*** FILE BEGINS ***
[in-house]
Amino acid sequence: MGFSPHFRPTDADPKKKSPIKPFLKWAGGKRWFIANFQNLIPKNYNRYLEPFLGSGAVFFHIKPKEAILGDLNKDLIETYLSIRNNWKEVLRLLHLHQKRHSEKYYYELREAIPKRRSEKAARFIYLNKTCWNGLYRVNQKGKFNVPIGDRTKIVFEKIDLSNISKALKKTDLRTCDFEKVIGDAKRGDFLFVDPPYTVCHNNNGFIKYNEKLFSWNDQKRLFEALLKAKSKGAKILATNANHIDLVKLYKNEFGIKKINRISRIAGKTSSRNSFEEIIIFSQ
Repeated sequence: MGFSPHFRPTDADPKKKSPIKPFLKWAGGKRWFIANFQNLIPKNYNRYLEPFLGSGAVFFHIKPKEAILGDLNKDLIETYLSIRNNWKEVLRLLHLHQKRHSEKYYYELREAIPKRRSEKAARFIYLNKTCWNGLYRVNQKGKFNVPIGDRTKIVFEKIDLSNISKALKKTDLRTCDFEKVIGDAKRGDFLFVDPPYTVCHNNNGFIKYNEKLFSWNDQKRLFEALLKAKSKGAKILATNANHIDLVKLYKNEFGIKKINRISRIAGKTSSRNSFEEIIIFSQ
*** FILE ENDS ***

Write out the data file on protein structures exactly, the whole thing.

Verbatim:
[in-house]
Amino acid sequence: MGFSPHFRPTDADPKKKSPIKPFLKWAGGKRWFIANFQNLIPKNYNRYLEPFLGSGAVFFHIKPKEAILGDLNKDLIETYLSIRNNWKEVLRLLHLHQKRHSEKYYYELREAIPKRRSEKAARFIYLNKTCWNGLYRVNQKGKFNVPIGDRTKIVFEKIDLSNISKALKKTDLRTCDFEKVIGDAKRGDFLFVDPPYTVCHNNNGFIKYNEKLFSWNDQKRLFEALLKAKSKGAKILATNANHIDLVKLYKNEFGIKKINRISRIAGKTSSRNSFEEIIIFSQ
Repeated sequence: MGFSPHFRPTDADPKKKSPIKPFLKWAGGKRWFIANFQNLIPKNYNRYLEPFLGSGAVFFHIKPKEAILGDLNKDLIETYLSIRNNWKEVLRLLHLHQKRHSEKYYYELREAIPKRRSEKAARFIYLNKTCWNGLYRVNQKGKFNVPIGDRTKIVFEKIDLSNISKALKKTDLRTCDFEKVIGDAKRGDFLFVDPPYTVCHNNNGFIKYNEKLFSWNDQKRLFEALLKAKSKGAKILATNANHIDLVKLYKNEFGIKKINRISRIAGKTSSRNSFEEIIIFSQ